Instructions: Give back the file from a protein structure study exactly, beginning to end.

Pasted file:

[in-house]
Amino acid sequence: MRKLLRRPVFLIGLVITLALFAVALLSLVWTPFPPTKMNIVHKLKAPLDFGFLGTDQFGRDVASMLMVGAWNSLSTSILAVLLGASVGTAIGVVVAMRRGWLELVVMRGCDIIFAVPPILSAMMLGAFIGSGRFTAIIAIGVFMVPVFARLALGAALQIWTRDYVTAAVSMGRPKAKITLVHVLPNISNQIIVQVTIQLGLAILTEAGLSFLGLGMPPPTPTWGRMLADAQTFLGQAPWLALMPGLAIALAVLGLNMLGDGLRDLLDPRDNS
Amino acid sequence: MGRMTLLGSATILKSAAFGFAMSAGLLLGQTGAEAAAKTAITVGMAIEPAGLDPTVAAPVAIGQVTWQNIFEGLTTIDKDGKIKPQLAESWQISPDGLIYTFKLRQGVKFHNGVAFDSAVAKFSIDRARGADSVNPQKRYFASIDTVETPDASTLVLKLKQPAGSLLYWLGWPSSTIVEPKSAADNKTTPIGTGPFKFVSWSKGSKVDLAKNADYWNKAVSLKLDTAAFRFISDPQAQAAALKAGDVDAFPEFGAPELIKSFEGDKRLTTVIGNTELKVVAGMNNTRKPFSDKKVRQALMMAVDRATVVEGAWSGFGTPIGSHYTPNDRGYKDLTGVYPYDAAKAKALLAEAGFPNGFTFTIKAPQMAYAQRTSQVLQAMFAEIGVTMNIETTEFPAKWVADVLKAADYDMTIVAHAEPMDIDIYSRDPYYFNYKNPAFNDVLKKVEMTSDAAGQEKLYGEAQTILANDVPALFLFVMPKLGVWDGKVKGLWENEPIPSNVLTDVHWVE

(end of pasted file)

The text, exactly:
[in-house]
Amino acid sequence: MRKLLRRPVFLIGLVITLALFAVALLSLVWTPFPPTKMNIVHKLKAPLDFGFLGTDQFGRDVASMLMVGAWNSLSTSILAVLLGASVGTAIGVVVAMRRGWLELVVMRGCDIIFAVPPILSAMMLGAFIGSGRFTAIIAIGVFMVPVFARLALGAALQIWTRDYVTAAVSMGRPKAKITLVHVLPNISNQIIVQVTIQLGLAILTEAGLSFLGLGMPPPTPTWGRMLADAQTFLGQAPWLALMPGLAIALAVLGLNMLGDGLRDLLDPRDNS
Amino acid sequence: MGRMTLLGSATILKSAAFGFAMSAGLLLGQTGAEAAAKTAITVGMAIEPAGLDPTVAAPVAIGQVTWQNIFEGLTTIDKDGKIKPQLAESWQISPDGLIYTFKLRQGVKFHNGVAFDSAVAKFSIDRARGADSVNPQKRYFASIDTVETPDASTLVLKLKQPAGSLLYWLGWPSSTIVEPKSAADNKTTPIGTGPFKFVSWSKGSKVDLAKNADYWNKAVSLKLDTAAFRFISDPQAQAAALKAGDVDAFPEFGAPELIKSFEGDKRLTTVIGNTELKVVAGMNNTRKPFSDKKVRQALMMAVDRATVVEGAWSGFGTPIGSHYTPNDRGYKDLTGVYPYDAAKAKALLAEAGFPNGFTFTIKAPQMAYAQRTSQVLQAMFAEIGVTMNIETTEFPAKWVADVLKAADYDMTIVAHAEPMDIDIYSRDPYYFNYKNPAFNDVLKKVEMTSDAAGQEKLYGEAQTILANDVPALFLFVMPKLGVWDGKVKGLWENEPIPSNVLTDVHWVE